SLE is an autoimmune disease characterized by the presence of circulating antigen-autoantibody immune complexes and inflammation in multiple organs and tissues. In SLE, neutrophils were shown to release mtDNA through the generation of ROS, a process leading to activation of the DNA sensor stimulator of interferon genes (STING) and type-I IFN production15,16. Studies showed that anti-mtDNA antibodies (AmtDNA) are induced in a subset of SLE patients, suggesting that extruded mtDNA could be a relevant source of antigen for the anti-double stranded DNA (anti-dsDNA) antibodies that prevail in SLE16,41,42. Clinically, anti-DNA antibodies are screened initially by indirect immunofluorescence using human epithelial type 2 cells (HEp-2) and enzyme immunoassay using double-stranded DNA43. Presence of anti-DNA antibodies can also be assessed by indirect immunofluorescence using Crithidia luciliae, an hemoflagellate parasite of blow-flies that possesses a uniquely large mitochondrion that contains a high concentration of DNA, the kinetoplast44,45,46. Another method commonly used is Farr radioimmunoassay, which involves the precipitation of antibody-bound radiolabeled DNA and its detection with a scintillation counter47.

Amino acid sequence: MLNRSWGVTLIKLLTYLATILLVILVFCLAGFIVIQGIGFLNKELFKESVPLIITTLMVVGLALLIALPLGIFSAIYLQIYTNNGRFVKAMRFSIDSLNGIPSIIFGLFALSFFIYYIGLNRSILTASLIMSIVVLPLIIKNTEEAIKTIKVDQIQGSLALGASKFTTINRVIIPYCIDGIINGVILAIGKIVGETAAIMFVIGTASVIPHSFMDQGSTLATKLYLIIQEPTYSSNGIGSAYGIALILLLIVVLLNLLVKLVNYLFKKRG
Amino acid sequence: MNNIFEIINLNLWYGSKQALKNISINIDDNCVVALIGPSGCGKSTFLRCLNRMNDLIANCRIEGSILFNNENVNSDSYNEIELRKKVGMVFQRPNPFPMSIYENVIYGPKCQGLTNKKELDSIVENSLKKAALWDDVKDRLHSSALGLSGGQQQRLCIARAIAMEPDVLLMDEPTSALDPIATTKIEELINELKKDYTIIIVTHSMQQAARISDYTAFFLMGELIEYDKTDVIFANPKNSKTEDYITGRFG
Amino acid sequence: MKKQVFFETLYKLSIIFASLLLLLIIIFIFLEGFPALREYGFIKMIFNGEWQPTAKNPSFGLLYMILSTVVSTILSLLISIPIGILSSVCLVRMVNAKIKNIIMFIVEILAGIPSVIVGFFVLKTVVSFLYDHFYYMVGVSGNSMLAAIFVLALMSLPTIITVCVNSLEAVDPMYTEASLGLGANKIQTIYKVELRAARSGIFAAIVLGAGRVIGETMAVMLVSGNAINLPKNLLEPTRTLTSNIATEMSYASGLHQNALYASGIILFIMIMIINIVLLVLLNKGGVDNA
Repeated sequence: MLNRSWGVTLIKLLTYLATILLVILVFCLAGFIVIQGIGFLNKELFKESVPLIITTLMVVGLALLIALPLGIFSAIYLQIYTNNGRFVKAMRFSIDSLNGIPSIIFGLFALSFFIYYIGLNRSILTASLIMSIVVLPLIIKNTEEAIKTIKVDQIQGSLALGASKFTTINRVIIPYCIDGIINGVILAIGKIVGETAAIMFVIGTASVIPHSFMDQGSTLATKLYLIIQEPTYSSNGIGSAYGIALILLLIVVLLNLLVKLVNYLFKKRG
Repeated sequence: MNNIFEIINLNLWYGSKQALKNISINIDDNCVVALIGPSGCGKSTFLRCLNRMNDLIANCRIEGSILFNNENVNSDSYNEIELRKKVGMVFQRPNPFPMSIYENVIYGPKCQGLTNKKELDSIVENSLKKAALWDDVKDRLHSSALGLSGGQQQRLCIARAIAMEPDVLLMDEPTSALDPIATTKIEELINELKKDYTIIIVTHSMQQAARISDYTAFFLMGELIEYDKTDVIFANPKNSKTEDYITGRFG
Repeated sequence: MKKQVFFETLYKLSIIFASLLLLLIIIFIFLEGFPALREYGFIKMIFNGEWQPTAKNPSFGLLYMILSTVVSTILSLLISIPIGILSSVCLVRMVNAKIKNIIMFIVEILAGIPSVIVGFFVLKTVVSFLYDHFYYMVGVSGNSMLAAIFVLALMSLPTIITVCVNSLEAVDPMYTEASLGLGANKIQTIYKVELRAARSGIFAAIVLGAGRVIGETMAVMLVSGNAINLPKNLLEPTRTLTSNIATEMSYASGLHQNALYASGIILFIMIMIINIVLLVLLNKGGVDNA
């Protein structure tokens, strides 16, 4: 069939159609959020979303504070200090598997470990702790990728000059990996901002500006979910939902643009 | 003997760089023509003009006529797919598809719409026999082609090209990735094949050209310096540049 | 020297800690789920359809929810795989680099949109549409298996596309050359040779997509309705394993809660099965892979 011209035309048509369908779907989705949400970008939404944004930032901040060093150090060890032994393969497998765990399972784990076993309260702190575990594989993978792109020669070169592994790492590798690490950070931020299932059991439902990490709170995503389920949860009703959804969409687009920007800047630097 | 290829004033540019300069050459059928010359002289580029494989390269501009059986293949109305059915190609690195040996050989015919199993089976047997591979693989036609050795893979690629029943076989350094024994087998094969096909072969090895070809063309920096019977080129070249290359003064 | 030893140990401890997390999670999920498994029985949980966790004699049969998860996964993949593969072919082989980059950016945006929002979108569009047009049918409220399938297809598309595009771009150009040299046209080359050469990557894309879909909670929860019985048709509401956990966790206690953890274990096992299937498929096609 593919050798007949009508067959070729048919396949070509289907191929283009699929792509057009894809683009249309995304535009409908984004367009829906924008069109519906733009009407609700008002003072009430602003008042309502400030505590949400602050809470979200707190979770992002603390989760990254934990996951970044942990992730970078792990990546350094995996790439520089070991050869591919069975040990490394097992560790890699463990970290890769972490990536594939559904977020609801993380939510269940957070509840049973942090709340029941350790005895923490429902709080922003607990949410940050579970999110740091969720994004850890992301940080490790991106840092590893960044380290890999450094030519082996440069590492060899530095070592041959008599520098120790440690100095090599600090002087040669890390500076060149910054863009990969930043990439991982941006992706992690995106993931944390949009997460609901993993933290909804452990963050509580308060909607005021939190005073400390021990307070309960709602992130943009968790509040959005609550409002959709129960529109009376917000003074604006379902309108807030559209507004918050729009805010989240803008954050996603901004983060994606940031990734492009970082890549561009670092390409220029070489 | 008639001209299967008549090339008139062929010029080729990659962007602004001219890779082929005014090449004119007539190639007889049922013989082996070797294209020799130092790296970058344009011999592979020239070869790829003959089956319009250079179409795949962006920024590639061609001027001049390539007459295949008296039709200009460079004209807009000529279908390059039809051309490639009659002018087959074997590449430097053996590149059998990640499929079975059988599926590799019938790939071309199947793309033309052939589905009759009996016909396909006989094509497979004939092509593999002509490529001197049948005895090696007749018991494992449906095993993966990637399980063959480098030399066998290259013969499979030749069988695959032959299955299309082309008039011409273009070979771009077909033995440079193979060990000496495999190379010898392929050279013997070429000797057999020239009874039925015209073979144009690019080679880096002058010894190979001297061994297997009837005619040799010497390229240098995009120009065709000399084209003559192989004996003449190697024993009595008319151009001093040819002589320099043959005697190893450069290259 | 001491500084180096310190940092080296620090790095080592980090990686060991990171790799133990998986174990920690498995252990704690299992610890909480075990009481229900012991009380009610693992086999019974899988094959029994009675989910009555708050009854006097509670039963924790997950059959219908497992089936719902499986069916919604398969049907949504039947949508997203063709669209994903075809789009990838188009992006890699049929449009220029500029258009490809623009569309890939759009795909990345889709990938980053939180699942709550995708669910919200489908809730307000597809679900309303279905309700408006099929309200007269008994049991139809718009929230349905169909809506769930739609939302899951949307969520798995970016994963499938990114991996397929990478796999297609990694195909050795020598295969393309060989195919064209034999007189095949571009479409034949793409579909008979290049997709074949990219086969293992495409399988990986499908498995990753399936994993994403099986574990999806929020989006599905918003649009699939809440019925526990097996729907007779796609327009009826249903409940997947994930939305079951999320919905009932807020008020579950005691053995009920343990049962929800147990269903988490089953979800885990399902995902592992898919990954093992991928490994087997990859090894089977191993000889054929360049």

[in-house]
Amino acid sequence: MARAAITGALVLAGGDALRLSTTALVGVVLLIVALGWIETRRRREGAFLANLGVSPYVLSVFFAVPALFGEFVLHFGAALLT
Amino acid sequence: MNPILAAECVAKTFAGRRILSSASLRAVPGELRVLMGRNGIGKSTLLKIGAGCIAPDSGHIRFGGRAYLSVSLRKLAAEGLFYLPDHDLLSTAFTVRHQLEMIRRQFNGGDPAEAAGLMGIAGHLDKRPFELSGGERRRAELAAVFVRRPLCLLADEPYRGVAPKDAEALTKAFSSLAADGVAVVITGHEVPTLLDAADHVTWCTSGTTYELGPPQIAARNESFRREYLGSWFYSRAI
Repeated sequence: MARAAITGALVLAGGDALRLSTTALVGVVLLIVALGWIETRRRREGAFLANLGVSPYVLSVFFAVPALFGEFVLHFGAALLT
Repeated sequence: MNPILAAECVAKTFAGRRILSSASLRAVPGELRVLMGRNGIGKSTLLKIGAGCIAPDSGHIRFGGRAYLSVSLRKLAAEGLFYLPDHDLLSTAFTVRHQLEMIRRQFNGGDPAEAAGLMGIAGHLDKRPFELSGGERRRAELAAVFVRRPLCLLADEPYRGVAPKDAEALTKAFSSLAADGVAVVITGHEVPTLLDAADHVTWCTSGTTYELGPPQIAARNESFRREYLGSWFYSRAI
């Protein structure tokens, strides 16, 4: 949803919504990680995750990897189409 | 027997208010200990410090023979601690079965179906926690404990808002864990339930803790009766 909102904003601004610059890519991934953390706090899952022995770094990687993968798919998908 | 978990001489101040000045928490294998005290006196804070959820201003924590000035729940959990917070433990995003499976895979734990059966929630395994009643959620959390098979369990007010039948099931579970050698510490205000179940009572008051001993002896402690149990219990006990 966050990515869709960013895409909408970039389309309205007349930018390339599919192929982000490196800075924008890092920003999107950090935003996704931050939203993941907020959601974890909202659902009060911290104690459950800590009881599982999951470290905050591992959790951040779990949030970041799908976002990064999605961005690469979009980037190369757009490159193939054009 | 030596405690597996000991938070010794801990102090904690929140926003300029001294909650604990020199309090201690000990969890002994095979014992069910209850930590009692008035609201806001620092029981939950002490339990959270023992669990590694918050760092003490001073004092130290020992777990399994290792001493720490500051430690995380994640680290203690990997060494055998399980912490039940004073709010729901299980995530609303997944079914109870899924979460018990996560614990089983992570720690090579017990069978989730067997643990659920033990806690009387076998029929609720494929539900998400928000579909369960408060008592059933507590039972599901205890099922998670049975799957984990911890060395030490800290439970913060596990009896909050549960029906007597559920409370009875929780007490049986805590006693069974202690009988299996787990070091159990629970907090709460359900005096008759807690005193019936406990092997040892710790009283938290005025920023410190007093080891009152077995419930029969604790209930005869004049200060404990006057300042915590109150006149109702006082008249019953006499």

Antibodies targeting mitochondrial components other than mtDNA are also found in SLE. They include anti-cardiolipin [AMA-M1, also known as anti-cardiolipin antibodies (ACA)], anti-60kDa heat shock protein (anti-HSP60), as well as AMA-M3 and AMA-M5 antibodies. AMA-M1 antibodies recognize cardiolipin and were originally identified in syphilis-infected patients. Anti-cardiolipin antibodies are also found in patients with SLE and antiphospholipid syndrome (APS), resulting in false positive results in earlier syphilis detection assays34,48.